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Displaying items by tag: Antrim

#Angling - The World Youth Fly Fishing Championship is coming to Ireland's border region next month.

And as the Carrick Times reports, Carrickfergus in Co Antrim is looking forward to hosting part of the event at the Woodford Fly Fishery.

What's more, local lad and Woodford member Darren Crawford will be among the all-Ireland fly fishing squad vying for the international title at the event, co-sponsored by the Loughs Agency and Inland Fisheries Ireland.

Rivers and lakes hosting the competition are spread over the counties of Antrim, Louth, Monaghan, Meath and Tyrone.

In other inland fisheries news, Galway Bay FM reports that testing carried out after a fish kill in Loughrea Lake last month found no evidence of any bacterial or viral outbreak.

The cause of the incident that killed 100 perch in the lake are still unclear, though stresses connected with the spawning season are a distinct possibility.

Published in Angling

The great circumnavigation of Larne Lough, a 'chase race' for Meningitis is a brand new event on the Irish sailing calendar. But what is it?

To be held on Saturday 7th September and hosted by East Antrim Boat Club, it is a type of pursuit race. However in reaching into every possible creek of the Lough, together with a variety of 'on-course hurdles,' it will be a race like no other. How many races have a built in roundabout to navigate? Overall it is a fundraising day drenched with fun, frolics and challenges.

Open to mono-hulled dinghies, day boats and sports boats with a Portsmouth Yardstick number between 900 and 1600 the day will actually consist of two races; one is for the juniors which will precede the main race. Both races will feature windward starts.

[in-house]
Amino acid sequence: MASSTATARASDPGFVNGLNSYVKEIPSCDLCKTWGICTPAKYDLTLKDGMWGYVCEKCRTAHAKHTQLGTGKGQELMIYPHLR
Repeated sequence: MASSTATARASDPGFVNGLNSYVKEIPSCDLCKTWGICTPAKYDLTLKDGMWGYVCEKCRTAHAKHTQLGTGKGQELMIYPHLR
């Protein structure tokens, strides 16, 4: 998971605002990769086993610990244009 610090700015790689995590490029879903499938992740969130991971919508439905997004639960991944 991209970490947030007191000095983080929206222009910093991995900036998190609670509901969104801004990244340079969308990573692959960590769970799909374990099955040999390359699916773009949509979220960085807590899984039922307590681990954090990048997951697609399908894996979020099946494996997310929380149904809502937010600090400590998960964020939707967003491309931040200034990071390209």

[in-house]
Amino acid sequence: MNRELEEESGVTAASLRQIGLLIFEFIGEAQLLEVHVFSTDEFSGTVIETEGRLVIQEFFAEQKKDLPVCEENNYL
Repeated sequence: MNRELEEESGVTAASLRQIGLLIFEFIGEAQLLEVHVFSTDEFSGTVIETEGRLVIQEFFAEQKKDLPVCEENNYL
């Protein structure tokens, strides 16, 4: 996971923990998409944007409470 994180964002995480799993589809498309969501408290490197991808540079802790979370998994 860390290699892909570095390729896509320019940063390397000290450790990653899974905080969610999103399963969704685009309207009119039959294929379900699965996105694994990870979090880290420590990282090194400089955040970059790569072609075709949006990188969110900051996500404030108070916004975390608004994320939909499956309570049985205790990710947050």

The driving force for the Meningitis Chase Race is the Jobling family. Tom and Jane lost their three-year-old grandson Stanley to Meningitis. The family are well known in competitive sailing circles but this is the first time that they have taken their fundraising campaigns afloat.

Tom Jobling said; "Stanley was always a fun loving boy, always joking, smiling so another boring old sailboat race wouldn't suit him at all. The day on Larne Lough will be full of surprises, both on and off the water. Stanley's dad Barry, himself a champion sailor will be delighted if our two key objectives can be achieved.' Tom's daughter Gemma continued, "We want at least 50 assorted boats out on the water and have raised £1,000 for the Meningitis Trust. And of course have remembered Stan's smile."

Information on the Meningitis Chase Race will filter out as the big day approaches but in the meantime call the Jobling family (tel) 0044(0)2827 6960 (091 from RoI) or look into www.thechaserace.co.uk Information is also available from the East Antrim Boat Club website; www.eabc.org.uk

Published in Racing
Tagged under

#RNLI - Portrush RNLI has rescued a kayaker who got into difficulty off the Co Antrim coast.

The volunteer lifeboat crew had an early call out on Sunday morning (17 February) to the kayaker who got into trouble on the water at West Bay.



There were strong southerly winds at time which caused a swell. The kayak capsized and was whipped by the prevailing wind into the harbour area, leaving the kayaker stranded and treading water.



A Portrush lifeboat crew member who witnessed the scene on the West Strand spotted the incident and promptly raised the alarm.